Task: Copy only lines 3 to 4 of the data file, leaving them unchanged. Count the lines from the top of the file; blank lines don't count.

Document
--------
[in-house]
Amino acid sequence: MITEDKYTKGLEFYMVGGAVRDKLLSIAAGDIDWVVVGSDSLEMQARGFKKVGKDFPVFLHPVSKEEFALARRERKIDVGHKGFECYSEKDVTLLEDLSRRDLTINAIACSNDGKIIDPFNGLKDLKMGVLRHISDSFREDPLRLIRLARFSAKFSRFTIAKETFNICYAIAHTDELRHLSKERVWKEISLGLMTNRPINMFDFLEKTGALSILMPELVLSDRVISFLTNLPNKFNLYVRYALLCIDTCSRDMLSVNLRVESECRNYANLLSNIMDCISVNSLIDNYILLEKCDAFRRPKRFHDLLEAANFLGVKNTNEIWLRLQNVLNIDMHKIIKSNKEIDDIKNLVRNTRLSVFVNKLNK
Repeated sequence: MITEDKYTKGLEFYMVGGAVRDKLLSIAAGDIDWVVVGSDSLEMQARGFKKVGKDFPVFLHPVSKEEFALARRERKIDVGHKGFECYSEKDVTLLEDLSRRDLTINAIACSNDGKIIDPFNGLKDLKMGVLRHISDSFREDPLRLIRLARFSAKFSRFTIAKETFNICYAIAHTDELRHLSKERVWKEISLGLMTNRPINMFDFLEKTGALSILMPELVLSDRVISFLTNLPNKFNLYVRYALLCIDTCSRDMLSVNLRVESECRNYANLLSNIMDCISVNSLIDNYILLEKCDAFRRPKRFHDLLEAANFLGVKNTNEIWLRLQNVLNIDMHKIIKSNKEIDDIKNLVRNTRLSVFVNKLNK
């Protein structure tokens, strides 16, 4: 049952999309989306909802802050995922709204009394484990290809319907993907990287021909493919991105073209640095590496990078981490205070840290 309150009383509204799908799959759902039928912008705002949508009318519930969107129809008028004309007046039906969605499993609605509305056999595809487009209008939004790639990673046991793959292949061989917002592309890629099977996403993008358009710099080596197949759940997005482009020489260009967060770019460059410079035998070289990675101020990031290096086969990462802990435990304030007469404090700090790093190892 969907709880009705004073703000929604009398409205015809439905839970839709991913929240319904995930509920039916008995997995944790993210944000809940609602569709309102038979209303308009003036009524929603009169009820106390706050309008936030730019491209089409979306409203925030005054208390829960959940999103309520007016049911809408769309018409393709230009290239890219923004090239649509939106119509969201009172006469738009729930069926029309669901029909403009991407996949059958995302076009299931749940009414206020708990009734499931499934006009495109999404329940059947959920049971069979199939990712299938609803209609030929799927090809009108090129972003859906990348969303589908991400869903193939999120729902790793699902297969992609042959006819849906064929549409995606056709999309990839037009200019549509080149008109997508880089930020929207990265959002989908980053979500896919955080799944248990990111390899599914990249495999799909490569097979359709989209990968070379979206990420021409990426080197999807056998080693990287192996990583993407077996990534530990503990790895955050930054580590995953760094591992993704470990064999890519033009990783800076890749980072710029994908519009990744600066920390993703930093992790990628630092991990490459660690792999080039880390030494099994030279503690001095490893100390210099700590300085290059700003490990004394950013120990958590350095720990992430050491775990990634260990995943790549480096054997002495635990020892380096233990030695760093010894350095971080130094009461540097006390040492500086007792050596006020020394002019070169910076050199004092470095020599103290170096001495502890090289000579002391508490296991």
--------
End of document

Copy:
Repeated sequence: MITEDKYTKGLEFYMVGGAVRDKLLSIAAGDIDWVVVGSDSLEMQARGFKKVGKDFPVFLHPVSKEEFALARRERKIDVGHKGFECYSEKDVTLLEDLSRRDLTINAIACSNDGKIIDPFNGLKDLKMGVLRHISDSFREDPLRLIRLARFSAKFSRFTIAKETFNICYAIAHTDELRHLSKERVWKEISLGLMTNRPINMFDFLEKTGALSILMPELVLSDRVISFLTNLPNKFNLYVRYALLCIDTCSRDMLSVNLRVESECRNYANLLSNIMDCISVNSLIDNYILLEKCDAFRRPKRFHDLLEAANFLGVKNTNEIWLRLQNVLNIDMHKIIKSNKEIDDIKNLVRNTRLSVFVNKLNK
């Protein structure tokens, strides 16, 4: 049952999309989306909802802050995922709204009394484990290809319907993907990287021909493919991105073209640095590496990078981490205070840290 309150009383509204799908799959759902039928912008705002949508009318519930969107129809008028004309007046039906969605499993609605509305056999595809487009209008939004790639990673046991793959292949061989917002592309890629099977996403993008358009710099080596197949759940997005482009020489260009967060770019460059410079035998070289990675101020990031290096086969990462802990435990304030007469404090700090790093190892 969907709880009705004073703000929604009398409205015809439905839970839709991913929240319904995930509920039916008995997995944790993210944000809940609602569709309102038979209303308009003036009524929603009169009820106390706050309008936030730019491209089409979306409203925030005054208390829960959940999103309520007016049911809408769309018409393709230009290239890219923004090239649509939106119509969201009172006469738009729930069926029309669901029909403009991407996949059958995302076009299931749940009414206020708990009734499931499934006009495109999404329940059947959920049971069979199939990712299938609803209609030929799927090809009108090129972003859906990348969303589908991400869903193939999120729902790793699902297969992609042959006819849906064929549409995606056709999309990839037009200019549509080149008109997508880089930020929207990265959002989908980053979500896919955080799944248990990111390899599914990249495999799909490569097979359709989209990968070379979206990420021409990426080197999807056998080693990287192996990583993407077996990534530990503990790895955050930054580590995953760094591992993704470990064999890519033009990783800076890749980072710029994908519009990744600066920390993703930093992790990628630092991990490459660690792999080039880390030494099994030279503690001095490893100390210099700590300085290059700003490990004394950013120990958590350095720990992430050491775990990634260990995943790549480096054997002495635990020892380096233990030695760093010894350095971080130094009461540097006390040492500086007792050596006020020394002019070169910076050199004092470095020599103290170096001495502890090289000579002391508490296991």